Sadly, the hotel burned down in 1946 and everything in the oldest part was destroyed. Fagernes Hotel did not operate for another 20 years. In 2000, it became the Quality Hotel & Resort Fagernes, and now it is known as Scandic Valdres. It is where we stayed on our trip and I highly recommend it. More on that further down.
The must-see of Fagernes is its open-air museum. I know, travelling around Norway shows that almost every town has an open-air museum. Trust me, the Valdres Folkemuseum is one of the best. Founded in 1901, the museum contains 95 houses and constructions with around 20,000 items. It is currently the fourth-largest Norwegian outdoor museum.
If you visit in summer, you’ll be treated with folk music festivals, theatre performances and more.
Some of the buildings inside the museum are very old. For example, Hovistabburet is from the 13th century and has an unusual room called the virgin room. Handeloftet is the main farmhouse from the period 1530-1640. The buildings are beautiful and from the Valdres valley, so they are worth checking out.
A Town Rich in Traditions, and Rakfisk.
As you can see from the Folkmuseum, Fagernes is proud of its cultural traditions. They have a unique bunad design, dialect, and are well-known for their folk music. Every year the Jørn Hilme Festival takes place. It’s Norway’s oldest folk music festival and is named after the most famous fiddler from Valdres.
Another important tradition here is the production of rakfisk, a fermented and salted fish. The fish used is typically trout or char, which you can fish in the lakes. It is fermented over two or three months, or even up to a year. It’s eaten without cooking and has a salty flavour and strong smell. You’ll see signs on the road with farmers selling rakfisk, or you can attend the Rakfisk Festival in Fagernes. Each year, they crown a rakfisk champion. The festival usually takes place in November. Click here to view their website.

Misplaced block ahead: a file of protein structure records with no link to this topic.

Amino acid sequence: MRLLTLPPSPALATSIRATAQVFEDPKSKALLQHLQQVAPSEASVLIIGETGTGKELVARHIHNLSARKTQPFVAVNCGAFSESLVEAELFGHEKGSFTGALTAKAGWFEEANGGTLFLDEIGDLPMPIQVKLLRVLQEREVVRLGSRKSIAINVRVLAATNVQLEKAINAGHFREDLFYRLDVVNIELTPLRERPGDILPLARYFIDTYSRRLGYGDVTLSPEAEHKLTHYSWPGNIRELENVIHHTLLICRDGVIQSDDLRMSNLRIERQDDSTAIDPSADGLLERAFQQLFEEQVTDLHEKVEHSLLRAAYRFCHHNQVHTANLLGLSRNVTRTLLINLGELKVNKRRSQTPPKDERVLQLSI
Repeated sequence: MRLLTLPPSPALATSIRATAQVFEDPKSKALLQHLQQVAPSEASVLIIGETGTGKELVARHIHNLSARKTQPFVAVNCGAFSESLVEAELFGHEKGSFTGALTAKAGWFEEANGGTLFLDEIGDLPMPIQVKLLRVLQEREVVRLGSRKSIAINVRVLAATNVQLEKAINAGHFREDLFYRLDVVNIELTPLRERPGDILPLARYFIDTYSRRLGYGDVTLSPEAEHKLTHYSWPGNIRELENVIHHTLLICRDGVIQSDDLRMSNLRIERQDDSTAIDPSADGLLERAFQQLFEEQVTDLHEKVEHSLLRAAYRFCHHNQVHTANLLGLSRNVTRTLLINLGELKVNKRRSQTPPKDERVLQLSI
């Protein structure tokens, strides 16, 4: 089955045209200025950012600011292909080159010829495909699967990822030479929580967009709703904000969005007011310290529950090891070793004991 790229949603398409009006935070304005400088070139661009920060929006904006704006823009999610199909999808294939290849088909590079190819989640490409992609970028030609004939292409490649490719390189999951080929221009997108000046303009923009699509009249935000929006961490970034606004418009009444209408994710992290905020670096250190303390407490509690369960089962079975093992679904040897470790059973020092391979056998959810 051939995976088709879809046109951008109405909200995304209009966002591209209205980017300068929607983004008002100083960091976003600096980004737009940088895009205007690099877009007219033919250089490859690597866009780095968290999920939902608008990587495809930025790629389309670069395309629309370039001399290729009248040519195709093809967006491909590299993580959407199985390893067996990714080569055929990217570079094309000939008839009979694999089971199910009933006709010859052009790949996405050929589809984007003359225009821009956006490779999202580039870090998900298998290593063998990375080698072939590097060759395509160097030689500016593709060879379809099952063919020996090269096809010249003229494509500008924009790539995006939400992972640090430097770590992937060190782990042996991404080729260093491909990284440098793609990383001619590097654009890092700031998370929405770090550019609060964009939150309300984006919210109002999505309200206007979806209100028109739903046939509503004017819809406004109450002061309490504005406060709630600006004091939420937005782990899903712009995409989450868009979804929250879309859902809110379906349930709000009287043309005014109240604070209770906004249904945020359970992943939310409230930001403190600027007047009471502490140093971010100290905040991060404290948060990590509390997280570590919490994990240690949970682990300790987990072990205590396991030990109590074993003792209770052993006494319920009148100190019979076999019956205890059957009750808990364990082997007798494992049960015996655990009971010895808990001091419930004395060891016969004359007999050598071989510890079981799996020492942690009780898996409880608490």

Fagernes is proud that there are many summer farms in the surrounding area, and you can visit many of them yourself. There, the farmers give an overview of the old Norwegian farming traditions. This is a great opportunity to see the real Norway. Click here for more info.
Close to Norway’s Natural Beauty
The biggest reason people come to Fagernes is because of its proximity to some of Norway’s most beautiful places. Fagernes has good connections to the Valdresflye Scenic Road, the Jotunheimen National Park, the West Norwegian fjords and the Gudbrandsdalen Valley. The nearby resort Beitostølen is famous in Norway for its great skiing facilities, and is very popular in the winter. In the summer, people come here to hike the king’s road.
There are places to walk in Fagernes itself. The town sits on the lake Strandefjorden. There’s a walking path that goes along it from Scandic Valdres to the Folkemuseum and beyond.
In Eastern Norway, you’ll see a lot of lakes called ‘fjords’. In Norwegian, fjord can mean many different types of bodies of waters, and they don’t necessarily have to be connected to the sea.
From this walking path, you can take a bridge over to an island called Vesleøya, which is absolutely beautiful.